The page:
Under a dimmed chandelier, surrounded by a piano and chairs, hopeful students, faculty and alumni stepped onto a small stage to belt out adventurous songs in an effort to attract scholarship funds.
“An Evening of Cabaret: Journeys and New Beginnings” was the first fundraiser for the Betty Garrett Musical Theatre Scholarship held Feb. 4 in Studio 404 of the Theatre Building, 72 E. 11th St. The scholarship, established in 2000, annually awards $21,000 to theater majors concentrating in musical theater. This was the first year the funds were divided among three recipients: senior Rebecca Bradford, sophomore Nathan Cooper and alumnus Alex Newkirk.
The event was hosted by Board of Trustees Chair Allen Turner, who performed his own composition, “Pickety Packety” on the piano, and Chicago cabaret artist Beckie Menzie, three-time winner of Chicago’s After Dark “Outstanding Cabaret Artist” Award who performed “Fascinating Rhythm” from “Lady, Be Good.”
“This is an extraordinary example of what you can do when you graduate from Columbia,” Turner said after introducing Newkirk, who performed “Run Away with Me” from the musical “The Unauthorized Autobiography of Samantha Brown.”
Newkirk is scheduled to perform “The March” at the Steppenwolf Theatre Company beginning April 5. The 15 cabaret performers picked a song that represented a journey in their lives. They had two days of rehearsal for the one-night performance, according to Cooper, the youngest scholarship recipient and cabaret performer, who performed “Go the Distance” from the film “Hercules.”
“There are so many people in the program, so it reassures me that I’m going in the right direction,” said Cooper, who referred to himself as a touring, “tap-dancing teddy bear” before he found his niche at Columbia. “Being asked to sing here is a really big honor. Not very many of us get to sing with the faculty.”
Along with motivating numbers, humor also played a part in the cabaret. Susannah Corrington, senior theatre major, performed “I Want Them … Bald,” running her hands over hairless men in the audience while singing, “I want them bald / Tall, dark, handsome and bald.”
Introductions also were lighthearted. John Green, chair of the Theatre Department, said, in an introduction to the audience, that he accepted his invitation because there was “nothing to do on a Saturday night since the college was closed.”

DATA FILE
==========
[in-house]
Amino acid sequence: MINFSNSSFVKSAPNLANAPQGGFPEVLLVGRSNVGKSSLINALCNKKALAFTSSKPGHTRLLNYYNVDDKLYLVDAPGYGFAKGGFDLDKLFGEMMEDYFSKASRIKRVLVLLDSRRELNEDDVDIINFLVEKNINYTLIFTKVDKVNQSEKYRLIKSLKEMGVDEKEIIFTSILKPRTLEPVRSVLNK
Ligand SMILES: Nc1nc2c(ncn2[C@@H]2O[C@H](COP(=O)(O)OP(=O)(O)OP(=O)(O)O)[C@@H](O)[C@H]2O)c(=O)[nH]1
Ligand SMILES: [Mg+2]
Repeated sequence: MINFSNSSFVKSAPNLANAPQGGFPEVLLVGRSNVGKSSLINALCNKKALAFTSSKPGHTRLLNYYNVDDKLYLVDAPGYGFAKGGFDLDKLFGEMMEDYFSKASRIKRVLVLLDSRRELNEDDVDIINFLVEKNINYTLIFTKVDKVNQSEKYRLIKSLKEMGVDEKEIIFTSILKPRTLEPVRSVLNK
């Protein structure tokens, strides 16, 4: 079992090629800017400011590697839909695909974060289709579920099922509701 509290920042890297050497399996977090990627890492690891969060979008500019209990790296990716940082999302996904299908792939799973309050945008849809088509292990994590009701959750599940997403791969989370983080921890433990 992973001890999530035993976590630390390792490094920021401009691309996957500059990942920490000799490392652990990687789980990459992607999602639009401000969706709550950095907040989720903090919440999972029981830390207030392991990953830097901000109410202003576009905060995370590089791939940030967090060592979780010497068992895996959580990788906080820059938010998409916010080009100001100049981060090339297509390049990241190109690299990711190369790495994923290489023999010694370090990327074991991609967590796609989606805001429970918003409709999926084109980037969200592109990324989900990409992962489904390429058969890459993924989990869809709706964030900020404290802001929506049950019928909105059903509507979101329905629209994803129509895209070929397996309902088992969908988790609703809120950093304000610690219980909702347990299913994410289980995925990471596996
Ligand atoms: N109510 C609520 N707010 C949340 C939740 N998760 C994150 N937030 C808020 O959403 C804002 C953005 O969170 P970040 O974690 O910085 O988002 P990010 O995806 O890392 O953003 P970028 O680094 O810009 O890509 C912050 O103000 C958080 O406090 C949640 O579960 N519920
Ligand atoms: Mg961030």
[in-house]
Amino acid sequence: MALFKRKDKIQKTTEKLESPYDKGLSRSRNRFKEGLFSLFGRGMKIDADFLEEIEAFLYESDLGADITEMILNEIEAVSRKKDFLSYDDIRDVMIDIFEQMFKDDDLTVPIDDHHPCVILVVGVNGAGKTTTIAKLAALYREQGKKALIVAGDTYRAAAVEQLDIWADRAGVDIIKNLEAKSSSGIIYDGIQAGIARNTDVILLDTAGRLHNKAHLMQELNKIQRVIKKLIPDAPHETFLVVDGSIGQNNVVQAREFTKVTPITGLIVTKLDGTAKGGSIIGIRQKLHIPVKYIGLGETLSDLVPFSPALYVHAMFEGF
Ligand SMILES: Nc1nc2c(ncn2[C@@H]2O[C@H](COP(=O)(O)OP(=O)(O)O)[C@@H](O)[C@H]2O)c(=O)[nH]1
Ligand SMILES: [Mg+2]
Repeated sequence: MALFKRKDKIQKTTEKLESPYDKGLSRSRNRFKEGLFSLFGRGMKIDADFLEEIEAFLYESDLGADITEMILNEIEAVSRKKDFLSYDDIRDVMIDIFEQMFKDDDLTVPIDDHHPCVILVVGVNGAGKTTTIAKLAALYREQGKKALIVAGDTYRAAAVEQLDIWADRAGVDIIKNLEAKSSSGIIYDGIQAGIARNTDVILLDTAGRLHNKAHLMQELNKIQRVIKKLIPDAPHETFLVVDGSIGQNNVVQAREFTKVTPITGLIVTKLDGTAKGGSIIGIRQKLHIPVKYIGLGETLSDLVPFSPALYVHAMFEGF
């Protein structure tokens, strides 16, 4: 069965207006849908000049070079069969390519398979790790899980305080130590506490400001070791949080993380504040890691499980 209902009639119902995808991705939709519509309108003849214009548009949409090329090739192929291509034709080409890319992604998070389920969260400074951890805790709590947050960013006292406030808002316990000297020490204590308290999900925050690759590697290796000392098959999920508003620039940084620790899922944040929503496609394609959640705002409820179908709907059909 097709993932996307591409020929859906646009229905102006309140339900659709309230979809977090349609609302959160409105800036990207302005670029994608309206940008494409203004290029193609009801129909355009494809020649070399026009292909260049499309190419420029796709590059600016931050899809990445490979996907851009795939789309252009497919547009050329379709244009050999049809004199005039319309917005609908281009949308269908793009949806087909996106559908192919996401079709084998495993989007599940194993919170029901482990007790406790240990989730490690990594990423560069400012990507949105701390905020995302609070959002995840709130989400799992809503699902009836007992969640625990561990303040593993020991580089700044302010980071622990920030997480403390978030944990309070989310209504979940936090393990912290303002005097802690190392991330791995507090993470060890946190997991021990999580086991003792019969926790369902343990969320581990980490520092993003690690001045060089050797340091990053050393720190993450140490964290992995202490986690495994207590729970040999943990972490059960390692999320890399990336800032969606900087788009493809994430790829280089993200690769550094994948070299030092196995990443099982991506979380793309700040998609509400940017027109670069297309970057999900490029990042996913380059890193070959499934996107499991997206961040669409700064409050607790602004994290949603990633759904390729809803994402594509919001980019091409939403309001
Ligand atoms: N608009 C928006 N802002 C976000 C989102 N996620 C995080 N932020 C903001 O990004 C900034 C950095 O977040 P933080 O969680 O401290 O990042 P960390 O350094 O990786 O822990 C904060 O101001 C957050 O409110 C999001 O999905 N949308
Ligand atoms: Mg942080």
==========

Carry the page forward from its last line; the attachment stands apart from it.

The theater holds 50 seats, and tickets were sold for $100, $50 and $35. Donations were also accepted from those unable to attend. In addition to faculty and students, President Warrick L. Carter, Louise Love, interim provost and vice president of Academic Affairs, and Eliza Nichols, dean of the School of Fine and Performing Arts, also attended the show, according to Ashton Byrum, associate professor and a coordinator of the musical theatre program.
A total of 70 seats were sold, said Albert Williams, senior theatre lecturer. Fundraiser totals were unavailable as of press time.
The musical theatre program has 800 students and is recruiting “go-getters” from high schools in the area, Byrum said. The scholarship, intended to pay for headshots, resumes and college tuition, used to be available only to juniors, but it was recently expanded to sophomores and seniors, he said.
Depending on the success of the event, the fundraiser may be in the form of a cabaret again next year, which is a traditional way to raise money in theater, he said.
The Theatre Department is focusing on the “Rent” performance opening April 18, in which most of the student cabaret performers will perform, Byrum said.
“It helps us keep our best, most talented students,” Byrum said. “It doesn’t end up being a ton of money, but it’s helpful.”